LAPORAN DARI LAPANGAN: Pengajaran Bahasa Inggris Relawan

A Volunteers Life on the Slopes of Mount Agung

By James Anthony, EBPP Expert Volunteer, Agustus 2014

I am an Australian volunteer English Teacher Trainer, my home is in Adelaide, Australia Selatan.

This is my third volunteer assignment. My previous assignment was in Mongolia, I don’t think you could get a bigger contrast from Bali.

I became interested in this assignment with the ‘East Bali Poverty Project’ (EBPP) when I saw the role posted on the internet, I Googled EBPP and it touched me so much that I did a bit of research and decided to apply for the assignment, obviously I was successful, and joined EBPP in Bali on the 16th of June.

My house is in small village called Tianyar, which is up on the North-East coast of Bali, it is a small fishing village with salt farms, not many shops one minimart, several small businesses, a small market, a couple of Warungs (roadside eateries), one phone charging shop, they don’t sell phones, just charge up the credit. There are no coffee shops or restaurants, if I want a decent western or any type of meal I have to travel maybe twenty kilometres East or West, to a diving resort.

(Kiri ke Kanan) Fishing boats; Salt farms

EBPP site office is in the village of Desa Ban, which is on the slopes of Mt. Agung, between Mt. Agung and Mt. Batur. Although we refer to Desa Ban as a Village, Ban is in fact a very large area, comprising many little hamlets. In six of these hamlets EBPP has created a school in total handling over two hundred students.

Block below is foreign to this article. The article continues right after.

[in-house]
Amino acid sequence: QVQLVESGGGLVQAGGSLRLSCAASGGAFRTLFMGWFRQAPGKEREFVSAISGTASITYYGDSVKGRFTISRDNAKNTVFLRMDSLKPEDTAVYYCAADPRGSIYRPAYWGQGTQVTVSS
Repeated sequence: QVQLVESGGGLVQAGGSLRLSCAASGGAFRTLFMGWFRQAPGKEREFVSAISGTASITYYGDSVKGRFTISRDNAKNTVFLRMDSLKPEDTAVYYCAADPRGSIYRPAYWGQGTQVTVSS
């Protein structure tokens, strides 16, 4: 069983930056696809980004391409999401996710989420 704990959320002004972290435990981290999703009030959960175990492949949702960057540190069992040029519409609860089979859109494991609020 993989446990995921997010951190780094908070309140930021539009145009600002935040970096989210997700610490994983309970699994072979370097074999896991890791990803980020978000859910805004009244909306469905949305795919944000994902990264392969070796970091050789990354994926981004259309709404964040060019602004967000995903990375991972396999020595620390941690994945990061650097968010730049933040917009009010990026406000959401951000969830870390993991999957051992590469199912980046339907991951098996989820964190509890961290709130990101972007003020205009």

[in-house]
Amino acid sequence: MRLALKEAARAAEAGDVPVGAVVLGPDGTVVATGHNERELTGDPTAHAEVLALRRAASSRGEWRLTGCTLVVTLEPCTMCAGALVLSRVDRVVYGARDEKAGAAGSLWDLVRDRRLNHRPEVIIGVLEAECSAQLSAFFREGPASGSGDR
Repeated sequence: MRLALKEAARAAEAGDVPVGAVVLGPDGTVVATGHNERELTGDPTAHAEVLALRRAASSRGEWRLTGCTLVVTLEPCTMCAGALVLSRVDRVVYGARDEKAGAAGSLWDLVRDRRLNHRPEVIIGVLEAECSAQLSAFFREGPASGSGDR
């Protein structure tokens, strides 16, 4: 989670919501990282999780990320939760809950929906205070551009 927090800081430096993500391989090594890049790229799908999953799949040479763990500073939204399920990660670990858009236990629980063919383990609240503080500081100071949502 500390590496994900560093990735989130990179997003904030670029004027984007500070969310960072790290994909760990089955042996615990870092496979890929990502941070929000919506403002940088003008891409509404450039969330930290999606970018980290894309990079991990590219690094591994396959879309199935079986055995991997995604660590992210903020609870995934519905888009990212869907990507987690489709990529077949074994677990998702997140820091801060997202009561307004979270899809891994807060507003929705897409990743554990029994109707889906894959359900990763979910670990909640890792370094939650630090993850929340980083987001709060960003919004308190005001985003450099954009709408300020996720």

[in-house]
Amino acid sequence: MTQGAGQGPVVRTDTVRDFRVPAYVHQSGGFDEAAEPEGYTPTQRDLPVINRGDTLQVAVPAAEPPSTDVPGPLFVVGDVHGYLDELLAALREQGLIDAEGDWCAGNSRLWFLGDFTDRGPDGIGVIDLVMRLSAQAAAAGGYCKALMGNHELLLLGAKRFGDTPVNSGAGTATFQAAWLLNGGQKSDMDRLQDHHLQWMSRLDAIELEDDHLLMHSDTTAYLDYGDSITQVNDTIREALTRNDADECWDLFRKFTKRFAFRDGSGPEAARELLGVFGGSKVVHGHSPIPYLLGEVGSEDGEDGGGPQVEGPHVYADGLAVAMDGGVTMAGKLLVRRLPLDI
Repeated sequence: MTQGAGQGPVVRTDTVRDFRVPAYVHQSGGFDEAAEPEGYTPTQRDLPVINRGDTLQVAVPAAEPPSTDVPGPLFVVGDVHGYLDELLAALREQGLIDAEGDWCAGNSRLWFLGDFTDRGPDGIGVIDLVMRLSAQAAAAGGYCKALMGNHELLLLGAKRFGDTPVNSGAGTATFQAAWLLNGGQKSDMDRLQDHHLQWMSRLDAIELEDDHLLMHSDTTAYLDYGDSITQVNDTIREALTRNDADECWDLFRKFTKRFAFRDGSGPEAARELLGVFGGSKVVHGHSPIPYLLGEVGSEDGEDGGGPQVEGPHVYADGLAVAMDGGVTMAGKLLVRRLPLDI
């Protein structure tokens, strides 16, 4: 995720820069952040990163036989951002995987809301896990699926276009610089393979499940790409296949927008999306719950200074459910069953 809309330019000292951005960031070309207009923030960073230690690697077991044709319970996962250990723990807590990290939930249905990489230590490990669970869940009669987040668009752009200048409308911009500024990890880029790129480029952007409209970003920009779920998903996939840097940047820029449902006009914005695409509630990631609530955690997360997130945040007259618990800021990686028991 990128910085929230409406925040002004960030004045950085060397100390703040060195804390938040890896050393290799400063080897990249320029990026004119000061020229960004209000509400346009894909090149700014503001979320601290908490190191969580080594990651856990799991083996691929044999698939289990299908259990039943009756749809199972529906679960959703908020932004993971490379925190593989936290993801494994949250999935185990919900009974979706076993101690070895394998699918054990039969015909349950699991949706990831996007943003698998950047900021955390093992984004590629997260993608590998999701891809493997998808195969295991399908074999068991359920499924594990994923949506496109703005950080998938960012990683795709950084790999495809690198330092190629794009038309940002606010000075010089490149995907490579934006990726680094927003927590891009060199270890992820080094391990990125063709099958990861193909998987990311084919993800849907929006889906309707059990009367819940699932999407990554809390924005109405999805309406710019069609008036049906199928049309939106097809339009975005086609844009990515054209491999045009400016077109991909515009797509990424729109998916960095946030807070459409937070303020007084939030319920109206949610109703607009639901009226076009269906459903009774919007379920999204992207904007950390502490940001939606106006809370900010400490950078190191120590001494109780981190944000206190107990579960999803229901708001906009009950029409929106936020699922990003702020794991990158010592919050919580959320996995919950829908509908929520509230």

On my first attendance at the schools I was surprised at how difficult it was to get there, each one requires a 4WD vehicle to navigate the difficult terrain, that may well have put me off the assignment very quickly, however I discovered that many of the students climb up the mountain, through jungle like terrain, for up to one hour to attend school and similar on the way back down. When I walk into the classroom and see those same children with a great beaming smile, I knew I was where I was meant to be.

Dirt track leading to one of our remote schools

I was fortunate to take over from Penny, an English teacher from New Zealand. Penny had a couple of weeks to do a handover, which was most helpful. The Local English teacher, Pertama, is really good, this makes my life a whole lot easier than it could otherwise be, we work well together, both in the class and in the office.

Eka teaching Bunga junior high school students

Student going home through the forests

Just as Penny left we introduced a new student study book, this is keeping Eka and myself quite busy modifying the course, I think it is a step in the right direction.

I find going to the office a pleasant experience every day, it is a pleasant, cheery place to work and everyone, no matter in which faculty they work would move Mt. Agung to help me.

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